I have a local OpenLDAP server with a couple of users. I'm using it for development purposes, here's the ldif:

#Top level - the organization
dn: dc=site, dc=com
dc: site
description: My Organization
objectClass: dcObject
objectClass: organization
o: Organization

#Top level - manager
dn: cn=Manager, dc=site, dc=com
objectClass: organizationalRole
cn: Manager

#Second level - organizational units
dn: ou=people, dc=site, dc=com
ou: people
description: All people in the organization
objectClass: organizationalunit

dn: ou=groups, dc=site, dc=com
ou: groups
description: All groups in the organization
objectClass: organizationalunit

#Third level - people
dn: uid=celoserpa, ou=people, dc=site, dc=com
objectclass: pilotPerson
objectclass: uidObject
uid: celoserpa
cn: Marcelo de Moraes Serpa
sn: de Moraes Serpa
userPassword: secret_12345
mail: marcelo@site.com

So far, so good. I can bind with "cn=Manager,dc=site,dc=com" and the 12345678 password (the local server password, setup on slapd.conf).

However, I would like to bind with any user in under the people OU. In this case, I'd like to bind with: dn: uid=celoserpa, ou=people, dc=site, dc=com userPassword: secret_12345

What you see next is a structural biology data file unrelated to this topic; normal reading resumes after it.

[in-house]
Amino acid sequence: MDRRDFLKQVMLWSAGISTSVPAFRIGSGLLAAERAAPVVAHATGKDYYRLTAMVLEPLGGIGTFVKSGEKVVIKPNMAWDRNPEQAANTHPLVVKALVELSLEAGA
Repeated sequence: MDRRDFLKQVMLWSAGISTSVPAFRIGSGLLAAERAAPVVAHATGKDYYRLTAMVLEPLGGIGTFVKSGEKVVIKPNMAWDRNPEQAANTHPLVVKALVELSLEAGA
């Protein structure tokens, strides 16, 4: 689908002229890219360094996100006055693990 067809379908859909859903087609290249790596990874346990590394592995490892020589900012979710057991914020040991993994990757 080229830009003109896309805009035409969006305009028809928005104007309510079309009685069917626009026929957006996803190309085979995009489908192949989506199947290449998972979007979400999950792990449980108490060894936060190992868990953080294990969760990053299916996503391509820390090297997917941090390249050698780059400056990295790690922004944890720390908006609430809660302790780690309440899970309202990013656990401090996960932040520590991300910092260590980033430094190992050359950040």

But I'm getting a "(49) - Invalid Credentials" error everytime. I have tried through CLI tools (such as ldapadd, ldapwhoami, etc) and also ruby/ldap. The bind with these credentials fails with a invalid credentials error.

I thought that it could be an ACL issue, however, the ACLs on slapd.conf seem to be right:

access to attrs=userPassword
    by self write
    by dn.sub="ou=people,dc=site,dc=com" read
    by anonymous auth

access to * by * read

I was suspecting that maybe OpenLDAP doesn't compare against userPassword? Or maybe some ACL configuration I am missing that is somehow affecting the read access to userPassword for the specific DN.

I'm really lost here, any suggestion appreciated!




The folks @ #openladp were kind enough to help me to debug this issue. It turned out that it was a simple detail (as mostly always :)) -- When I created the ldif, I've put the password in clear text, however, I didn't do anything to tell openldap that it was actually cleartext nor I knew I had to (nor I knew or know how to, but that doesn't really matter, as you will see in a moment). The whole time I though it had to do with ACLs (OpenLDAP denying read-access to userPassword), but the problem was that OpenLDAP was trying to authenticate using SHA-1, and the password was stored as clear text.

The solution? Store the password as a SHA-1 hash. Nobody would want to store password as clear-text anyway.

So, issue solved!


  • Even better, store the password as SHA512 hash :-) – Jubal Jul 11 '14 at 23:33

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